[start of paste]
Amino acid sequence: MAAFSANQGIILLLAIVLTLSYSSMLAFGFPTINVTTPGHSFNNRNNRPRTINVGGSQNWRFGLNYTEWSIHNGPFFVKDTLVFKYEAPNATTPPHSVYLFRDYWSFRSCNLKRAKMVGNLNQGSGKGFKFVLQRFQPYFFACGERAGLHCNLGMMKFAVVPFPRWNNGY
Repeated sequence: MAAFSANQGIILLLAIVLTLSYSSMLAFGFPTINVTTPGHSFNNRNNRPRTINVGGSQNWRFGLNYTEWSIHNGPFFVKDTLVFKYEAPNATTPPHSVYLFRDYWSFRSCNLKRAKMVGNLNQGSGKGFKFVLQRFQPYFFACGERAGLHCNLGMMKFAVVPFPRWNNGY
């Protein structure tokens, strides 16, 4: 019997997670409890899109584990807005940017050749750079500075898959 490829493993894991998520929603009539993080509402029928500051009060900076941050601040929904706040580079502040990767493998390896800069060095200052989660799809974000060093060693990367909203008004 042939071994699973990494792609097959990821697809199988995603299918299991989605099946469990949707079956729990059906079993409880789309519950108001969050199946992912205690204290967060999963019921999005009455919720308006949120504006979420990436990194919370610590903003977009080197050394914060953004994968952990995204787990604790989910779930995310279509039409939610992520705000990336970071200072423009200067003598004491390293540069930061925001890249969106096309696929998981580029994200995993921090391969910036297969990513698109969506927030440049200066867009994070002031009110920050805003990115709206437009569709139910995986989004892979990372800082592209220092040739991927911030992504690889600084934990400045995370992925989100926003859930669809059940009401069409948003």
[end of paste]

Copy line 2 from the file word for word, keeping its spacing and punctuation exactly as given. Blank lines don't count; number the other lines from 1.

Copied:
Repeated sequence: MAAFSANQGIILLLAIVLTLSYSSMLAFGFPTINVTTPGHSFNNRNNRPRTINVGGSQNWRFGLNYTEWSIHNGPFFVKDTLVFKYEAPNATTPPHSVYLFRDYWSFRSCNLKRAKMVGNLNQGSGKGFKFVLQRFQPYFFACGERAGLHCNLGMMKFAVVPFPRWNNGY